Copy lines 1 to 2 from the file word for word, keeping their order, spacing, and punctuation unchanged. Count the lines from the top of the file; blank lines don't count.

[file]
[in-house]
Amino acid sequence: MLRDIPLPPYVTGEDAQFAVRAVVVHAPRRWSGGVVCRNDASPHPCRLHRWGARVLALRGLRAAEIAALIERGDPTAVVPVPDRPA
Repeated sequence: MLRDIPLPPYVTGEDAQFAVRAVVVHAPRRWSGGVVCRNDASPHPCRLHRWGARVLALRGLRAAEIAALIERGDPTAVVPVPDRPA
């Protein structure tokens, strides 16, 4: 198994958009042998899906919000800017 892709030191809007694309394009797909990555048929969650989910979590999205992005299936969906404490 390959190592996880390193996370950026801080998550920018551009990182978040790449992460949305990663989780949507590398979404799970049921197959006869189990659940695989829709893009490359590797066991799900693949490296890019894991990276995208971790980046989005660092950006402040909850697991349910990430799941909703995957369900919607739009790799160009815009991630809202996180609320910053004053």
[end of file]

[in-house]
Amino acid sequence: MLRDIPLPPYVTGEDAQFAVRAVVVHAPRRWSGGVVCRNDASPHPCRLHRWGARVLALRGLRAAEIAALIERGDPTAVVPVPDRPA